BAGHDAD (Reuters) - Men armed with pistols, knives and steel pipes stormed into three Baghdad newspaper offices, beating employees and smashing computers after publication of an article about a Shi‘ite Muslim cleric, police and editors said on Tuesday.
Monday’s attacks illustrated the stubborn influence of hardline Islamist militias in Iraq, where Sunni and Shi‘ite insurgents often imposed their own fundamentalist vision on the streets during the height of sectarian war a few years ago.
“A group of men armed with steel pipes and knives attacked three newspaper offices in Baghdad. Some of the employees were wounded and we have arrested two of the assailants,” a police source said.
Yasir Tallas, an editor at Addustour, told Reuters that around 50 men in civilian clothes broke through the doors of the newspaper and smashed computers, furniture and printers.
“A group of men attacked us and set ablaze to the paper’s archives. They threatened to kill us if the paper publishes any insults to those they are loyal to. This group is well known to the government,” Tallas said, without mentioning names.
Addustour published a front-page editorial on Tuesday showing photos of damage to its offices and said the attack followed an article on plans by a Shi‘ite cleric to hold a mass prayer in the holy city of Kerbala.
An editor working for another of the targeted newspapers said a group of men armed with pistols and blades attacked its offices in northern Baghdad, accusing journalists of having insulted their cleric.
“We were shocked after seeing men carrying pistols and blades breaking into the paper offices, beating and cursing employees for what they said were insults,” the editor said on condition of anonymity, fearing reprisal.
Calls to the Shi‘ite cleric’s office seeking comment about the attacks on the newspaper premises were not returned. Police said they were still investigating who was behind the attack on the newspapers.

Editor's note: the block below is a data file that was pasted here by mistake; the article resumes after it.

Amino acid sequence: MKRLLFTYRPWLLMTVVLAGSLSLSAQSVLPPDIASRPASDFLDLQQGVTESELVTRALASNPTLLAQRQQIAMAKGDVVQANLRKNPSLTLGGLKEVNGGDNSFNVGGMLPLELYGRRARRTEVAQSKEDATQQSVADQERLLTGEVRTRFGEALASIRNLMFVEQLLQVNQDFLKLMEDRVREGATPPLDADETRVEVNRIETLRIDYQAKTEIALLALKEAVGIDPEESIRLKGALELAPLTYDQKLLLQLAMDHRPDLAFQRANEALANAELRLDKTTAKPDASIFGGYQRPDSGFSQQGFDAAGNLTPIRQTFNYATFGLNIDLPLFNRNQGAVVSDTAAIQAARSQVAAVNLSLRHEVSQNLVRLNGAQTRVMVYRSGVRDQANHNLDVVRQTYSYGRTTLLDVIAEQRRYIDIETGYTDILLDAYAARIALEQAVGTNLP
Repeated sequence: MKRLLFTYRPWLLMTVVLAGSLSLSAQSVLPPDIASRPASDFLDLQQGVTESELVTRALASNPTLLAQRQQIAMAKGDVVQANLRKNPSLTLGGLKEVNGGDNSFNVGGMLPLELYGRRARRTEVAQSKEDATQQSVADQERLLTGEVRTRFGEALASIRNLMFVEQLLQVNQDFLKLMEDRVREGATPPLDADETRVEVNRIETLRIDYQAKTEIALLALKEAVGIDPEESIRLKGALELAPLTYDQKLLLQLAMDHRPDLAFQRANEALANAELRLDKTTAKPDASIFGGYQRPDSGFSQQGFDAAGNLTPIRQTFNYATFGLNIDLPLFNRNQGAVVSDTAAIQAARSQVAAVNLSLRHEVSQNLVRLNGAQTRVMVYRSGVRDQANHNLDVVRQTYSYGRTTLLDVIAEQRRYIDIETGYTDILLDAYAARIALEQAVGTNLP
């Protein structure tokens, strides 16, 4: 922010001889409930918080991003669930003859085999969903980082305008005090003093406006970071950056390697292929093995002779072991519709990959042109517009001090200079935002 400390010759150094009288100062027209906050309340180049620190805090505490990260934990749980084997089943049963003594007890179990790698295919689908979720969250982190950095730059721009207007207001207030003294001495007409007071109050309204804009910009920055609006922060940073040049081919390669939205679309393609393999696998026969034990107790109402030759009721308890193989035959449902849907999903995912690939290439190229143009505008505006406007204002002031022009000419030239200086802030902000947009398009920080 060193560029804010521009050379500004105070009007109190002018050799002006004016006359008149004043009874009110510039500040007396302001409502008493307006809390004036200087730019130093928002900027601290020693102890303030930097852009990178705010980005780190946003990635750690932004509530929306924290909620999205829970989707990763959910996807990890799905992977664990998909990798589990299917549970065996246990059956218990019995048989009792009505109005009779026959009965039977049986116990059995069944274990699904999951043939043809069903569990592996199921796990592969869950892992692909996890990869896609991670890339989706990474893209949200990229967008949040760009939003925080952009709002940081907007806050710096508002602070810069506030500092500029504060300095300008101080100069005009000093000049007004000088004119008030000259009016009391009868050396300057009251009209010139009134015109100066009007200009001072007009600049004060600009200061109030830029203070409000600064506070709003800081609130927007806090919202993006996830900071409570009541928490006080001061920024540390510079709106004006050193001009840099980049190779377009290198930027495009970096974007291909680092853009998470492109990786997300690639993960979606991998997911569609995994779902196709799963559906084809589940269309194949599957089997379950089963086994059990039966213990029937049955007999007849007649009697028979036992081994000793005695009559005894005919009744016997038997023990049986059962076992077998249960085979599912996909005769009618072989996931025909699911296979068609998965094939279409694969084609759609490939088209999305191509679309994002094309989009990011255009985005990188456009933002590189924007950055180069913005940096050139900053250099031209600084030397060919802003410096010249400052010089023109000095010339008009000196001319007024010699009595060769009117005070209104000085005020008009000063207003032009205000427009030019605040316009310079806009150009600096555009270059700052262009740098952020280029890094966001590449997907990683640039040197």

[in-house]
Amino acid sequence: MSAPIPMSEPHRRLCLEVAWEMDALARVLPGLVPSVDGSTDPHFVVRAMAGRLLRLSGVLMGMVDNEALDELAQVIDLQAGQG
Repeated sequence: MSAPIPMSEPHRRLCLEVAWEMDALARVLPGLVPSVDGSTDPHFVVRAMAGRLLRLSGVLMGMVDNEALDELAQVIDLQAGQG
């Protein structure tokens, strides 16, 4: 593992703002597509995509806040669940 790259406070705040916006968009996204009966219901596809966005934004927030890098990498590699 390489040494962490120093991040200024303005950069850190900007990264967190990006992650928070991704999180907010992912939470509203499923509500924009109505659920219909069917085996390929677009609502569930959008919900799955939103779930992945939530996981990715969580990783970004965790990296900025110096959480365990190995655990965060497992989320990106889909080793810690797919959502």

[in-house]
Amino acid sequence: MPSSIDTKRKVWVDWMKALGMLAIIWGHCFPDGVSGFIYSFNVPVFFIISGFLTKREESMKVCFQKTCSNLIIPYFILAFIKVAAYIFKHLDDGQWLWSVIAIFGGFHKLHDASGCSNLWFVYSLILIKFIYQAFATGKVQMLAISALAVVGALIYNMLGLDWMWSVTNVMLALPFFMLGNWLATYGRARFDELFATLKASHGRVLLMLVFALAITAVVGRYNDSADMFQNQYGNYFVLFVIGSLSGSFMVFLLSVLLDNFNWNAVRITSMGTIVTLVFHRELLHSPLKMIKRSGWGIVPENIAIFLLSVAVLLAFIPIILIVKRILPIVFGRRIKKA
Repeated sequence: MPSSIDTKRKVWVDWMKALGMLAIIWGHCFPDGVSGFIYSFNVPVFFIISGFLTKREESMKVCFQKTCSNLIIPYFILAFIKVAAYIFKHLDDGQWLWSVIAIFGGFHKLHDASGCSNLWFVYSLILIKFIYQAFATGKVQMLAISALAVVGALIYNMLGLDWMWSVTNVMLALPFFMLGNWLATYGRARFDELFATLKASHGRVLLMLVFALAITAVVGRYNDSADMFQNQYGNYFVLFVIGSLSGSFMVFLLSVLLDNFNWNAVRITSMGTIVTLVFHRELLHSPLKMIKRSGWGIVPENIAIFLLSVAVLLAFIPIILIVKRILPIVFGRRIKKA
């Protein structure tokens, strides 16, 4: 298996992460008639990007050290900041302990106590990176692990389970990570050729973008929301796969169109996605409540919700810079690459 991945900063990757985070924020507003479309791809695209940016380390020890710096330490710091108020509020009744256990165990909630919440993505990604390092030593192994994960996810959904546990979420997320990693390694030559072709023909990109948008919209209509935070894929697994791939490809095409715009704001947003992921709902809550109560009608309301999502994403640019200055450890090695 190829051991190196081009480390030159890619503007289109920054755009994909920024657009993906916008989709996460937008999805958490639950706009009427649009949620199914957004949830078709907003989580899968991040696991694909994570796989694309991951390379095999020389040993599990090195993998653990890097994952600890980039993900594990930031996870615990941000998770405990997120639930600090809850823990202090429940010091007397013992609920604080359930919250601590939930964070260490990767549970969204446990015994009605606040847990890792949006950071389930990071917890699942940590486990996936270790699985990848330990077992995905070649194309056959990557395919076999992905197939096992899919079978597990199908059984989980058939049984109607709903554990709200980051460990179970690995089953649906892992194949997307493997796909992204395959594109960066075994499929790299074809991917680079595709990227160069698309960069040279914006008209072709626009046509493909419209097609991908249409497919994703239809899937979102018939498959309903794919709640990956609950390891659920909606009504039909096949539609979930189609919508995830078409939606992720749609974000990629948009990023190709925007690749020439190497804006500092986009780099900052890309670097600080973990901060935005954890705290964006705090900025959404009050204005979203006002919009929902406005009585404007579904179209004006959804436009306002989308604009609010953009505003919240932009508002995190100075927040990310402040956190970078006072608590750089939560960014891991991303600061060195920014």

Islamist militant violence, especially suicide bombings, has resurged in Iraq during a political crisis where a power-sharing coalition among Shi‘ite, Sunni and ethnic Kurdish blocs has all but broken down since U.S. troops left more than a year ago.
Iraq’s media landscape has loosened dramatically since the days of dictator Saddam Hussein, when state-controlled media churned out endless propaganda. Now Iraqis have a choice of 200 print outlets, 60 radio stations and 30 TV channels in Arabic and also in the Turkman, Syriac and Kurdish languages.
But while press freedom has improved, many media outlets remain dominated by religious or political party patrons who use them for their own ends. The government has also occasionally threatened to close media outlets it regards as offensive.
The Iraqi media are still frequently targeted for their work. Five Iraqi journalists were killed in 2012, according to the International Federation of Journalists.
The Iraqi journalists’ union has accused political parties of trying to intimidate its members and undermine freedom of the press by imposing a “language of the jungle”.
“Assaults against media organizations or journalists are unacceptable under any circumstances,” Martin Kobler, the special representative of the United Nations secretary-general for Iraq, said in a statement.
Iraq is a generally less conservative Muslim society than neighbors like Saudi Arabia and Iran thanks to a mix of Shi‘ites, Sunnis, ethnic Kurds and Christians. But Islamist parties have risen to the fore since the 2003 fall of Saddam in a U.S.-led invasion.
Many Iraqis fear the rise of Islamic parties will encourage hardline Islamists to exert more influence over other aspects of Iraqi life and thereby tear at the delicate communal fabric.
Editing by Patrick Markey and Mark Heinrich